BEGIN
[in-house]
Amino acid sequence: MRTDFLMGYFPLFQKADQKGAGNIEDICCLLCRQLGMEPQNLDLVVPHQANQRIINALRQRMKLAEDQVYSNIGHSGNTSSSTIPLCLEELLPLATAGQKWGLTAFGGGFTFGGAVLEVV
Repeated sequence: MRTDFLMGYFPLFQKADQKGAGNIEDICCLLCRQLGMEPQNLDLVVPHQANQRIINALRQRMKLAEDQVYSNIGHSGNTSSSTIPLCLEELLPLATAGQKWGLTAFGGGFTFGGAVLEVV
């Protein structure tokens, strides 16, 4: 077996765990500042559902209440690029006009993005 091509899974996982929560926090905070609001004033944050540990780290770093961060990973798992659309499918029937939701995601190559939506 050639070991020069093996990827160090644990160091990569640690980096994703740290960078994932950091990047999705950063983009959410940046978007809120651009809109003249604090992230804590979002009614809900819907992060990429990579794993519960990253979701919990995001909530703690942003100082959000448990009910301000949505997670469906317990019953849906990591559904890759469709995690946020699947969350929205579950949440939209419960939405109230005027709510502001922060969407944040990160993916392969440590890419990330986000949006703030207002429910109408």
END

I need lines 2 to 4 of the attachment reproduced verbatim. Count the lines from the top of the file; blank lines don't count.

Amino acid sequence: MRTDFLMGYFPLFQKADQKGAGNIEDICCLLCRQLGMEPQNLDLVVPHQANQRIINALRQRMKLAEDQVYSNIGHSGNTSSSTIPLCLEELLPLATAGQKWGLTAFGGGFTFGGAVLEVV
Repeated sequence: MRTDFLMGYFPLFQKADQKGAGNIEDICCLLCRQLGMEPQNLDLVVPHQANQRIINALRQRMKLAEDQVYSNIGHSGNTSSSTIPLCLEELLPLATAGQKWGLTAFGGGFTFGGAVLEVV
């Protein structure tokens, strides 16, 4: 077996765990500042559902209440690029006009993005 091509899974996982929560926090905070609001004033944050540990780290770093961060990973798992659309499918029937939701995601190559939506 050639070991020069093996990827160090644990160091990569640690980096994703740290960078994932950091990047999705950063983009959410940046978007809120651009809109003249604090992230804590979002009614809900819907992060990429990579794993519960990253979701919990995001909530703690942003100082959000448990009910301000949505997670469906317990019953849906990591559904890759469709995690946020699947969350929205579950949440939209419960939405109230005027709510502001922060969407944040990160993916392969440590890419990330986000949006703030207002429910109408």